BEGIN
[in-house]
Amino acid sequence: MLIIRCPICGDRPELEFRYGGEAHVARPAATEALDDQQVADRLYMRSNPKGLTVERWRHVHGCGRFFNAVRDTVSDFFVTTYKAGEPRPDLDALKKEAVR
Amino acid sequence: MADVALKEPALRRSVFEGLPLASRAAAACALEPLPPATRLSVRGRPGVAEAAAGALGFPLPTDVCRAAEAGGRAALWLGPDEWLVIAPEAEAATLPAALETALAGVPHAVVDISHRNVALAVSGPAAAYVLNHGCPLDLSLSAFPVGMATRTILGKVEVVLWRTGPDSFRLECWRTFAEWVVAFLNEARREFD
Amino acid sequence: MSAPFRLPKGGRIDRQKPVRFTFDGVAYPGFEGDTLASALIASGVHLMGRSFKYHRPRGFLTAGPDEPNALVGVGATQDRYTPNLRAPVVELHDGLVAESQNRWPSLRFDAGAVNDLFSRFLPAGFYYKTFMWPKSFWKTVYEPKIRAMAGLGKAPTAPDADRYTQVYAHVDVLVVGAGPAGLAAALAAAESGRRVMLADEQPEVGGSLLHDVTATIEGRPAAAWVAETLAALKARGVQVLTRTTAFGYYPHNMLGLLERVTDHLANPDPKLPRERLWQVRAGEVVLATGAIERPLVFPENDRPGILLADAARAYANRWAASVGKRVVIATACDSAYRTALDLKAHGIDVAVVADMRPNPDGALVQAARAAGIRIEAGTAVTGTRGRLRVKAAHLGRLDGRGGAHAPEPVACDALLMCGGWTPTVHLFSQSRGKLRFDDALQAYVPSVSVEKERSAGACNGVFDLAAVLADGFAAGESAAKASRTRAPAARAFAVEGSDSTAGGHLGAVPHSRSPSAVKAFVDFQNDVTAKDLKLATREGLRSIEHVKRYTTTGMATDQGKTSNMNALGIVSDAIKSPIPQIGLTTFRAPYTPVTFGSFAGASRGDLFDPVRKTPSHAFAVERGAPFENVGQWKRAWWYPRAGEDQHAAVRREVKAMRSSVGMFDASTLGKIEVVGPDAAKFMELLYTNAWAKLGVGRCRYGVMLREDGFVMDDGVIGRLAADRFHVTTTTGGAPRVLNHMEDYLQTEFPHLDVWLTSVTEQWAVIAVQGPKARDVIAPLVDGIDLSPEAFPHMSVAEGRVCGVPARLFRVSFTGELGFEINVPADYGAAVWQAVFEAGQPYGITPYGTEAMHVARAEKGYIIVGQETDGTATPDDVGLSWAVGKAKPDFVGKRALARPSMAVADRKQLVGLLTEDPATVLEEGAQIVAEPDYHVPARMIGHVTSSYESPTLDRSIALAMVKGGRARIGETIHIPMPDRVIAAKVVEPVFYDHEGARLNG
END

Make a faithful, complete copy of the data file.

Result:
[in-house]
Amino acid sequence: MLIIRCPICGDRPELEFRYGGEAHVARPAATEALDDQQVADRLYMRSNPKGLTVERWRHVHGCGRFFNAVRDTVSDFFVTTYKAGEPRPDLDALKKEAVR
Amino acid sequence: MADVALKEPALRRSVFEGLPLASRAAAACALEPLPPATRLSVRGRPGVAEAAAGALGFPLPTDVCRAAEAGGRAALWLGPDEWLVIAPEAEAATLPAALETALAGVPHAVVDISHRNVALAVSGPAAAYVLNHGCPLDLSLSAFPVGMATRTILGKVEVVLWRTGPDSFRLECWRTFAEWVVAFLNEARREFD
Amino acid sequence: MSAPFRLPKGGRIDRQKPVRFTFDGVAYPGFEGDTLASALIASGVHLMGRSFKYHRPRGFLTAGPDEPNALVGVGATQDRYTPNLRAPVVELHDGLVAESQNRWPSLRFDAGAVNDLFSRFLPAGFYYKTFMWPKSFWKTVYEPKIRAMAGLGKAPTAPDADRYTQVYAHVDVLVVGAGPAGLAAALAAAESGRRVMLADEQPEVGGSLLHDVTATIEGRPAAAWVAETLAALKARGVQVLTRTTAFGYYPHNMLGLLERVTDHLANPDPKLPRERLWQVRAGEVVLATGAIERPLVFPENDRPGILLADAARAYANRWAASVGKRVVIATACDSAYRTALDLKAHGIDVAVVADMRPNPDGALVQAARAAGIRIEAGTAVTGTRGRLRVKAAHLGRLDGRGGAHAPEPVACDALLMCGGWTPTVHLFSQSRGKLRFDDALQAYVPSVSVEKERSAGACNGVFDLAAVLADGFAAGESAAKASRTRAPAARAFAVEGSDSTAGGHLGAVPHSRSPSAVKAFVDFQNDVTAKDLKLATREGLRSIEHVKRYTTTGMATDQGKTSNMNALGIVSDAIKSPIPQIGLTTFRAPYTPVTFGSFAGASRGDLFDPVRKTPSHAFAVERGAPFENVGQWKRAWWYPRAGEDQHAAVRREVKAMRSSVGMFDASTLGKIEVVGPDAAKFMELLYTNAWAKLGVGRCRYGVMLREDGFVMDDGVIGRLAADRFHVTTTTGGAPRVLNHMEDYLQTEFPHLDVWLTSVTEQWAVIAVQGPKARDVIAPLVDGIDLSPEAFPHMSVAEGRVCGVPARLFRVSFTGELGFEINVPADYGAAVWQAVFEAGQPYGITPYGTEAMHVARAEKGYIIVGQETDGTATPDDVGLSWAVGKAKPDFVGKRALARPSMAVADRKQLVGLLTEDPATVLEEGAQIVAEPDYHVPARMIGHVTSSYESPTLDRSIALAMVKGGRARIGETIHIPMPDRVIAAKVVEPVFYDHEGARLNG